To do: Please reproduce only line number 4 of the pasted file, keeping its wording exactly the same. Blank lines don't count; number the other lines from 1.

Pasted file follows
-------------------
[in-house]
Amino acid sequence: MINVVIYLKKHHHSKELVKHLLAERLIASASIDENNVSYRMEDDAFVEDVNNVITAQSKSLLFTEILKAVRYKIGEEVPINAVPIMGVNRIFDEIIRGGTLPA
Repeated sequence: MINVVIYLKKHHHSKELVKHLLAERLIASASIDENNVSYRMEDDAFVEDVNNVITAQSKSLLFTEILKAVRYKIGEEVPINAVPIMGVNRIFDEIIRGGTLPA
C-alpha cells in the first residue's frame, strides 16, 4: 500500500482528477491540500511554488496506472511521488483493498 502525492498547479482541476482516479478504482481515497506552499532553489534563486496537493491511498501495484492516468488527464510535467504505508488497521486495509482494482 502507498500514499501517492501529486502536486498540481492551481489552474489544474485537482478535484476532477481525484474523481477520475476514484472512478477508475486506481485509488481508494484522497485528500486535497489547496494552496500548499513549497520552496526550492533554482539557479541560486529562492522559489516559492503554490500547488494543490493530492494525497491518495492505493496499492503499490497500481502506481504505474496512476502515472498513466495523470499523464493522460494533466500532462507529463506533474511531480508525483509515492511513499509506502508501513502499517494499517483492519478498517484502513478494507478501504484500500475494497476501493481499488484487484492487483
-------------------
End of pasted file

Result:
C-alpha cells in the first residue's frame, strides 16, 4: 500500500482528477491540500511554488496506472511521488483493498 502525492498547479482541476482516479478504482481515497506552499532553489534563486496537493491511498501495484492516468488527464510535467504505508488497521486495509482494482 502507498500514499501517492501529486502536486498540481492551481489552474489544474485537482478535484476532477481525484474523481477520475476514484472512478477508475486506481485509488481508494484522497485528500486535497489547496494552496500548499513549497520552496526550492533554482539557479541560486529562492522559489516559492503554490500547488494543490493530492494525497491518495492505493496499492503499490497500481502506481504505474496512476502515472498513466495523470499523464493522460494533466500532462507529463506533474511531480508525483509515492511513499509506502508501513502499517494499517483492519478498517484502513478494507478501504484500500475494497476501493481499488484487484492487483